Building the Infrastructure for Effective Feedback

Linda Du
Building the Infrastructure for Effective Feedback

Feedback is a crucially important factor in creating an engaging work environment. In addition to a constructive process, organisations need infrastructure that supports feedback. In this tutorial, we will explore two aspects of infrastructure for effective feedback – culture and economy, and how you might introduce these concepts to your own organisation.

A feedback culture is one in which people feel comfortable giving each other feedback. Employees and managers should feel safe and trust each other’s’ intentions. They should have relationships of mutual respect and act and speak with each other’s well-being in mind.

If you want an example of how not to do it, just look towards Ryanair’s notorious CEO Michael O’Leary, who calls his employees “lazy bastards”. Positive feedback should be given out generously to reinforce good work. Negative feedback should be framed in a way that is actionable for the person receiving feedback and supportive for that person’s growth.

The whole process of feedback should be normalized so that it is an ongoing process rather than in concentrated bursts such as annual performance reviews. People should be used to giving and receiving feedback on a daily basis.

Examples of ongoing feedback may take various forms, such as complimenting a colleague on a presentation, or regular ‘pulse surveys’. Examples of the latter are quick surveys used to rate customer satisfaction at the end of a call, or the technique we use at Peakon asking employees to respond to specific questions on a weekly or monthly basis.

Tools for gathering feedback at heathrow

An example of how ongoing feedback is collected at Heathrow Airport [Source]

With the rise of social media, the idea of feedback as a currency is gaining traction. On Reddit, users upvote and downvote each other’s comments, and on Facebook, we have the infamous ‘like’ button.

In the context of social media, likes and upvotes provide the recipient with gratification. These exchanges between social media users form a complex economy, where quick appreciation is traded for gratification.

We believe that a similar model can exist in the workplace using feedback as a currency. Within a company, when people give each other feedback, the benefits at an individual level are recognition and growth. At a company-wide level, feedback improves support and peer relationships. These are four of the drivers that we at Peakon have found have the strongest influence on overall employee engagement.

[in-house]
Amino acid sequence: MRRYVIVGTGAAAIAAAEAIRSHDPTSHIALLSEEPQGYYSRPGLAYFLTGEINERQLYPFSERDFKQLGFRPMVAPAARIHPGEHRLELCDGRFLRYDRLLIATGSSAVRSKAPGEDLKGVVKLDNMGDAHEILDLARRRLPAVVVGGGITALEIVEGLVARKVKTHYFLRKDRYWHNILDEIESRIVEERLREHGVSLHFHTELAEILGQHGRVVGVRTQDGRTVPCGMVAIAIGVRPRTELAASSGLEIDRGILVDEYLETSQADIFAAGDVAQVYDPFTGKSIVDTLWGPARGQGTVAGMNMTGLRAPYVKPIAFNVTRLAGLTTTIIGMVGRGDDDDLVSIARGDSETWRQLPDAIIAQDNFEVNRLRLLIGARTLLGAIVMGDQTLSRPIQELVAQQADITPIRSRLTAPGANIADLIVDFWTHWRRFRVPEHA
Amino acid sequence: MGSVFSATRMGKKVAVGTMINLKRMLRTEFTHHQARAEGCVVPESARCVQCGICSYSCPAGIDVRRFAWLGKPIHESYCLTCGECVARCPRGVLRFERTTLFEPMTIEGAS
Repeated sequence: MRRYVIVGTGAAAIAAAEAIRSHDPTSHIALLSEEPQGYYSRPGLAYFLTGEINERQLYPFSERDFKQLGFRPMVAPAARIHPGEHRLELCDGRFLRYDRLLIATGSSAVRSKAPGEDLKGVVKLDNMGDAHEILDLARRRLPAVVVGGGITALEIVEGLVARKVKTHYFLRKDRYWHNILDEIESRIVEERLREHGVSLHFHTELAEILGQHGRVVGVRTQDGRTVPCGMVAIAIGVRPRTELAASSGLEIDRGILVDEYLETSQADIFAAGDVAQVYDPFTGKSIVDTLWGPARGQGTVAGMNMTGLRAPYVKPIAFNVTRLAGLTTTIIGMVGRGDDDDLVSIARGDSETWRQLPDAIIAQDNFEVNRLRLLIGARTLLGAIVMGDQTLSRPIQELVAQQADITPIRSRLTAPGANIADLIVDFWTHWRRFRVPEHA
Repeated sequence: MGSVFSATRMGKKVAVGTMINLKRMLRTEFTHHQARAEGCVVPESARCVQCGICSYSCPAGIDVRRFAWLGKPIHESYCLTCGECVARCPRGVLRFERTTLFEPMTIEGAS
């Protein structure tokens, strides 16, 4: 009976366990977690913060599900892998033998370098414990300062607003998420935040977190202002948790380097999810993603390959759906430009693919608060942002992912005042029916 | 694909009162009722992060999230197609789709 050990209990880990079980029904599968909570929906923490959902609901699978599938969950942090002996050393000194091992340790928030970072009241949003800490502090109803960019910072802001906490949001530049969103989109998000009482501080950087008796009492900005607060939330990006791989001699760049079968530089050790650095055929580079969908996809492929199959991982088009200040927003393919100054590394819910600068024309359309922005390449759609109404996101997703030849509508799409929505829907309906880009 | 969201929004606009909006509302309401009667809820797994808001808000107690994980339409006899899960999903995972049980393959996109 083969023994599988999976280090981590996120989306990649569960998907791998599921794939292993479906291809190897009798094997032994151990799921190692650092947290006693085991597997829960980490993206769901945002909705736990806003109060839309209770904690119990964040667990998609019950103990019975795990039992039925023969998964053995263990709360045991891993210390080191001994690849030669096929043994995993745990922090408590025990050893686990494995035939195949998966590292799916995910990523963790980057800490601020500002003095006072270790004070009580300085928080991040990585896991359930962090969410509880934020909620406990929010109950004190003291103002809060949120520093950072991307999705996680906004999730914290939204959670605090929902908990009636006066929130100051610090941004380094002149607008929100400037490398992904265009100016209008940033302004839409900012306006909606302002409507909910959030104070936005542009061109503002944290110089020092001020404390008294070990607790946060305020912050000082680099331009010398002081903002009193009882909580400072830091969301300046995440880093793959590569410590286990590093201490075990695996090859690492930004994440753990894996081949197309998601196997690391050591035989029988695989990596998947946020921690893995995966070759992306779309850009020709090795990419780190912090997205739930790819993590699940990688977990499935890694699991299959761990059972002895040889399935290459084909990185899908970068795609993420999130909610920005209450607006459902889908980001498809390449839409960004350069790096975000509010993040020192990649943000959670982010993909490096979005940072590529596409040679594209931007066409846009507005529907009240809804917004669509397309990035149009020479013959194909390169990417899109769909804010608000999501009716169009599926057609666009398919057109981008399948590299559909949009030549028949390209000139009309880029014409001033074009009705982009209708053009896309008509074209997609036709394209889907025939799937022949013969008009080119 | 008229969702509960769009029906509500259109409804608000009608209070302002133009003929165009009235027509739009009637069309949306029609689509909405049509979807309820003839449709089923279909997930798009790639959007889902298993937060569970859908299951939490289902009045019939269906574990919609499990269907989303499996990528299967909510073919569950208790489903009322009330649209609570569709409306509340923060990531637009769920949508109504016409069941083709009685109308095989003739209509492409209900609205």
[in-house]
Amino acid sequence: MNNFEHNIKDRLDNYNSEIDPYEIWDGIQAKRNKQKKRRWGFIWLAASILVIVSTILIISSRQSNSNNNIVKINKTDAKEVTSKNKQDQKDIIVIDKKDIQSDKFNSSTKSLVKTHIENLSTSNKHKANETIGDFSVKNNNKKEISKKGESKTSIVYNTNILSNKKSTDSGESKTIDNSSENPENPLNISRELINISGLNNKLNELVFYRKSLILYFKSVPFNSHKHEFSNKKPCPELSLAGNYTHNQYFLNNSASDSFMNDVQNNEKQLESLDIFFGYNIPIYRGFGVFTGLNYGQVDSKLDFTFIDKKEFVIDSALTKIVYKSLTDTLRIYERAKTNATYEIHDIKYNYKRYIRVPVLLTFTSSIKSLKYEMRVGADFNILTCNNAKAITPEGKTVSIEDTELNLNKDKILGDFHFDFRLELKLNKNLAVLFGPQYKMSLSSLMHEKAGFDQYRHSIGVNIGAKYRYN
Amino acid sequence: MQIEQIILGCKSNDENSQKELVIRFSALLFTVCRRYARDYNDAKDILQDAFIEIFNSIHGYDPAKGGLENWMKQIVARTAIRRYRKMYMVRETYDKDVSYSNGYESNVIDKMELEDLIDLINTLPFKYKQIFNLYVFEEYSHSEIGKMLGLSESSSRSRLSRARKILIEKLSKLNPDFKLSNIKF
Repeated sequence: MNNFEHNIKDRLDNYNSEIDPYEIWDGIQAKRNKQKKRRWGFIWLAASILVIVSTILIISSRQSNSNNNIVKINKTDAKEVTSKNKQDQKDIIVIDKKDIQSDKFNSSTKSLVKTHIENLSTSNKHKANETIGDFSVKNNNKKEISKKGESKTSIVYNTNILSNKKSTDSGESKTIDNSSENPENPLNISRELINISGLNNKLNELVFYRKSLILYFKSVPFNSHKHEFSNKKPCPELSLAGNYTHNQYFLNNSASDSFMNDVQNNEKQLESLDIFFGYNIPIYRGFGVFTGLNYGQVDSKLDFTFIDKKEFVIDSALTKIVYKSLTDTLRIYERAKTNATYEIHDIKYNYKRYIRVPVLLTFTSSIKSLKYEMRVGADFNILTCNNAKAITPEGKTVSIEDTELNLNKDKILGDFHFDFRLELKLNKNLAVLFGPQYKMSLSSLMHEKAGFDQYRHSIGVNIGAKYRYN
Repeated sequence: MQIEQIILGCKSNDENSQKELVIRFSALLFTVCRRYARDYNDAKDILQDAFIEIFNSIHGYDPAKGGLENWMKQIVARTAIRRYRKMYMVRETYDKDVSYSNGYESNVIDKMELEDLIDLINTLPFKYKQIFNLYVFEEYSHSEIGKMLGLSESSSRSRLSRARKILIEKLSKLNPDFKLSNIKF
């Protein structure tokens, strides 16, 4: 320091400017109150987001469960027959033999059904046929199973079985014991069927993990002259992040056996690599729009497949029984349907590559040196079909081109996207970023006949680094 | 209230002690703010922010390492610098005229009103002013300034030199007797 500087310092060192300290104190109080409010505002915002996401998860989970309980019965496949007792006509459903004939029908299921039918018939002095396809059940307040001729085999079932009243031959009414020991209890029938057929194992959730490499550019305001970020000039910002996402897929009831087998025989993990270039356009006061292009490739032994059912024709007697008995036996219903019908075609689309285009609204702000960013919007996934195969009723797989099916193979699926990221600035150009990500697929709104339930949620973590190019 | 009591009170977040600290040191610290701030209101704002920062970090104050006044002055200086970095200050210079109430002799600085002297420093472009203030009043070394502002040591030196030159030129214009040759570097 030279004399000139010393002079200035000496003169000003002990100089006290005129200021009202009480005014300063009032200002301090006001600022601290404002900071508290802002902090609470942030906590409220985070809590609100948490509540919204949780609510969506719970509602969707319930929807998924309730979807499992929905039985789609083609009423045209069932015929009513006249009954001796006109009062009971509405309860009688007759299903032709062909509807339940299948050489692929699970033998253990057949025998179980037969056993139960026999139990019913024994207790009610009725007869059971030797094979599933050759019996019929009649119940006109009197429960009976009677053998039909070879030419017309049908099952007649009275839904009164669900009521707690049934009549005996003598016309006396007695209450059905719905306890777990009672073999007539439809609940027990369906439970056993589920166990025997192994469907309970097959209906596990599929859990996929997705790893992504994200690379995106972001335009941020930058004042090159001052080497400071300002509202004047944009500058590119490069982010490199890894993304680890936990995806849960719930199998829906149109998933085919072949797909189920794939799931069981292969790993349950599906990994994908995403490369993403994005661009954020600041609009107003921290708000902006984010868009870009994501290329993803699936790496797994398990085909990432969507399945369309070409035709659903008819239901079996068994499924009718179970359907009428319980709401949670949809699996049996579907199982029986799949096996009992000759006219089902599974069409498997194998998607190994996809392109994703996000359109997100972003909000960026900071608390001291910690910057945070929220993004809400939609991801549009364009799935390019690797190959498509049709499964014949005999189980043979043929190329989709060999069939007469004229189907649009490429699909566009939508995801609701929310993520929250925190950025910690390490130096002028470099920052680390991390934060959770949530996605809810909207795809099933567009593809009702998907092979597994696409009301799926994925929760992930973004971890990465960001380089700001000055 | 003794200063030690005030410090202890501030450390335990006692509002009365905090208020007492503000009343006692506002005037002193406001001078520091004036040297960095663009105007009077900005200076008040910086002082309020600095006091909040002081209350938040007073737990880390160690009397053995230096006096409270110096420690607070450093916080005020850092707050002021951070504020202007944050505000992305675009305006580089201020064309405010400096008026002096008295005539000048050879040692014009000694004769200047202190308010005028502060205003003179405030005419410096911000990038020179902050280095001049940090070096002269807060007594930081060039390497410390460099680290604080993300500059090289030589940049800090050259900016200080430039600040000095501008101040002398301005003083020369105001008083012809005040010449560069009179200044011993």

An organization might formalize this economy in a formal tool or process. For example, a startup called Rypple (later Work.com) founded its product on the principles of gamification and social media.

It was a system that allowed employees to give each other instant feedback that could be made public or kept private so they could monitor and change their behavior accordingly. It also included a system of points and medals for users to work towards. Such a tool facilitated instant feedback and recognition in a fun and engaging way.

the negative cycle when feedback breaks down

Toxic workplaces can lead to negative spirals and breakdowns in trust [Source]

As a manager in an organization, what can you do to build the culture and economy of feedback? Examining and shaping the culture will be the most crucial activity. Employees at toxic workplaces often refrain from frequent feedback because without a safe and positive environment, feedback can spiral into negativity. A safe environment is therefore a prerequisite for a culture of feedback.

Managers can start by creating safe spaces and solicit feedback from their direct reports. They should lead by example, learning to shape negative feedback to ensure it is constructive. They should then bring in feedback to daily conversations to normalize it.

Once a culture for feedback has been established, processes can be implemented to facilitate the exchange of feedback and recognition. This could be done with a technological solution, or as low-tech as a public board for people to leave positive notes for each other.

In established companies, these processes may exist already, but to adapt to the modern age, they should be examined to ensure they are as painless and frequent as possible.

There’s a good reason why companies are overhauling the annual performance review in favor of continuous feedback. I hope the principles discussed here can help you lay the foundations for impactful feedback in your organization.

Further reading

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